Opportunity: Climate Impacts Postdoctoral Fellowship on Southeastern Rare Plants
The Southeast Climate Adaptation Science Center is seeking a post-doctoral associate to develop climate-change impacts information for rare plants of the southeastern U.S., to be hired through Oak Ridge Institute for Science and Education (ORISE).
Application Deadline: December 30, 2022
The Post-Doctoral Associate will work closely with the Southeast Climate Adaptation Science Center and the Southeast Plant Conservation Alliance to develop climate-impacts information for subsets of plant species from the forthcoming Southeastern Plants Regional Species of Greatest Conservation Need (RSGCN), which will be the nation’s first regional SGCN for plants. This regional list of rare and threatened plant species will provide an important resource to state and federal agencies, conservation organizations, and researchers focused on rare-plant conservation.
The Post-Doctoral Associate will develop climate-impacts information both at the level of species and for ecosystems. For subsets of species, the Post-Doctoral Associate will compile information on existing index-based vulnerability assessments (e.g., CCVI) as well as climatic niche models. At the level of ecosystems, the Post-Doctoral Associate will work with colleagues at NatureServe, USGS, and with botanists and ecosystem experts from other institutions, to select southeastern ecosystems that provide habitat to relatively large numbers of RSGCN plants. For these selected ecosystems, the Post-Doctoral Associate will use existing downscaled climate projections to produce climate-impacts summaries, which will take the form of brief, user-friendly narrative summaries of how climate change may impact habitat viability for rare plant species, as well as highlight potential adaptation actions that natural-resource managers may want to consider.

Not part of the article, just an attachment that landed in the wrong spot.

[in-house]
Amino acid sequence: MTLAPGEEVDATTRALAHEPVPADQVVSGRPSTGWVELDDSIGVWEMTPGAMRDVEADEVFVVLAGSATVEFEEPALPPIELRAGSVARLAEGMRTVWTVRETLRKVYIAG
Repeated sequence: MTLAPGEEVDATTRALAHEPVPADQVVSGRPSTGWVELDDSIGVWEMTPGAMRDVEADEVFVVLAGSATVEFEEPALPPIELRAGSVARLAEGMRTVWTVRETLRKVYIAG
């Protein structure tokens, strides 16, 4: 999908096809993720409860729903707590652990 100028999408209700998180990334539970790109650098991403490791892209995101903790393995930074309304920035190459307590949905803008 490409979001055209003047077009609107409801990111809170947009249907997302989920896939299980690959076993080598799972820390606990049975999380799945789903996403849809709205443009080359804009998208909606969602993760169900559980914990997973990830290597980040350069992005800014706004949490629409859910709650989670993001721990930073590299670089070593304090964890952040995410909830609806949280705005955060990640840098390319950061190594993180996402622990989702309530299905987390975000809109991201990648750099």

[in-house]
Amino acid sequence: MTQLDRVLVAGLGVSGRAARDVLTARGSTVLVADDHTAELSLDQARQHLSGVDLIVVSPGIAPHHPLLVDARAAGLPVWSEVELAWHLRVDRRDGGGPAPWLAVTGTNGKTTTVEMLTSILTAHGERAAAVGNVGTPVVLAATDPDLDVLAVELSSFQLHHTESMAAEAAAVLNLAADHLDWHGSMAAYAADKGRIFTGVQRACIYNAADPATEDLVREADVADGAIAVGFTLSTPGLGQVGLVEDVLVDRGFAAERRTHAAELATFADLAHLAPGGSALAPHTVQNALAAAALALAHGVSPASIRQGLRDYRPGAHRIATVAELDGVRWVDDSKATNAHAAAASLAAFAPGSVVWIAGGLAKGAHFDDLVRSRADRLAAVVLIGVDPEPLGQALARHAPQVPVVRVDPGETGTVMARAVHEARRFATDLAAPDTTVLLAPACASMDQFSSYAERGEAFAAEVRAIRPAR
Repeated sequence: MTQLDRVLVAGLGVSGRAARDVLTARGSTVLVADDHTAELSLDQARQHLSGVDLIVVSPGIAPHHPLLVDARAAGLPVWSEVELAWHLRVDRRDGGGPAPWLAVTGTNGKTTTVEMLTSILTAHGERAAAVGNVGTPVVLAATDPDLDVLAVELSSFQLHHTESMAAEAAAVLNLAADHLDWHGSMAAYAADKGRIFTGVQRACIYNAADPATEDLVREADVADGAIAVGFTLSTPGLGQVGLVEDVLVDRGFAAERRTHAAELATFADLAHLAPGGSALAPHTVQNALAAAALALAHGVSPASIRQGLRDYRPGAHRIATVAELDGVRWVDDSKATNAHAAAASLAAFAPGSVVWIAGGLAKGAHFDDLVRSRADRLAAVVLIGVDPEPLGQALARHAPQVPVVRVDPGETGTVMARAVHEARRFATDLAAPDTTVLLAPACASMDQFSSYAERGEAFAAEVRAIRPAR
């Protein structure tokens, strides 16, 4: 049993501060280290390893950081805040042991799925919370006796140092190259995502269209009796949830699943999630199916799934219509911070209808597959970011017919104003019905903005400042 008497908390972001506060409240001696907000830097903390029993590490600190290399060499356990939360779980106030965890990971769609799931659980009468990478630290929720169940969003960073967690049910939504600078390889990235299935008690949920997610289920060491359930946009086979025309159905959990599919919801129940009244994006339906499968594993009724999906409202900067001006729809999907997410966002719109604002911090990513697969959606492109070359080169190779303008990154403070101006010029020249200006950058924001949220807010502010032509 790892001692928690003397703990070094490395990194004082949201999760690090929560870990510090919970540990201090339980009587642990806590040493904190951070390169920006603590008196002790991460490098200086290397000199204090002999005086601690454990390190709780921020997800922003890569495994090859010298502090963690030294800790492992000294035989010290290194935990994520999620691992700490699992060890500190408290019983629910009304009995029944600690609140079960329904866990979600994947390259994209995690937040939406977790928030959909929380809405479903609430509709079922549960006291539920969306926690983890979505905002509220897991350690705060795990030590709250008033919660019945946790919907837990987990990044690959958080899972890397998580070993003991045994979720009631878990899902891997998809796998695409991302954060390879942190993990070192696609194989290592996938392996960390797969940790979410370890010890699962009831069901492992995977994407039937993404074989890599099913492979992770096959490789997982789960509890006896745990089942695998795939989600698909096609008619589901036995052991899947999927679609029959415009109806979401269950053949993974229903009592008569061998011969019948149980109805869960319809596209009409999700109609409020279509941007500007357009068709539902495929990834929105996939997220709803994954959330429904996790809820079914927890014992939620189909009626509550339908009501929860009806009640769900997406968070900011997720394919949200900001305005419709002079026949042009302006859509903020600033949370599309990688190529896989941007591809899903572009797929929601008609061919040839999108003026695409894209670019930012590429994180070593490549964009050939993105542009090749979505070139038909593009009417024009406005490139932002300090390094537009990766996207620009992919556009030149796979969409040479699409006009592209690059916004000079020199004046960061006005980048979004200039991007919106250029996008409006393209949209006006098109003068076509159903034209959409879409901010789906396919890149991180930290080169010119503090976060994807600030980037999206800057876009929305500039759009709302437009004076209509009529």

This appointment will also involve several learning objectives, including:
- Increased ability to use and interpret model projections of future climate
- Improved understanding of climate impacts to rare plants
- Enhanced skills in synthesis and communication of climate science to other audiences
The qualified candidate should have received a doctoral degree in a relevant field such as Environmental Science, Botany, Plant Science, Conservation Biology, or Science Communication, or be currently pursuing the degree with completion by December 30, 2022.
- Excellent written science communication, including the ability to translate complex scientific concepts and findings into clear, concise, and easily understandable text
- Experience interpreting climate-change projections across different greenhouse-gas scenarios, GCMs, and time periods, including model uncertainties and spread across GCMs
- Experience with assessing climate-change impacts on species and/or ecosystems (preferably including the southeastern U.S.), including for example: changes in fire regimes, drought impacts, hydrologic changes, or phenological changes
- Experience conducting literature reviews to synthesize information across relevant scientific studies
- Basic understanding of plant physiology, including habitat and environmental requirements for major categories of plant species in the southeastern U.S.
- Proficiency in the R statistical language (not necessary, but would enable more in-depth assessment of climate projections)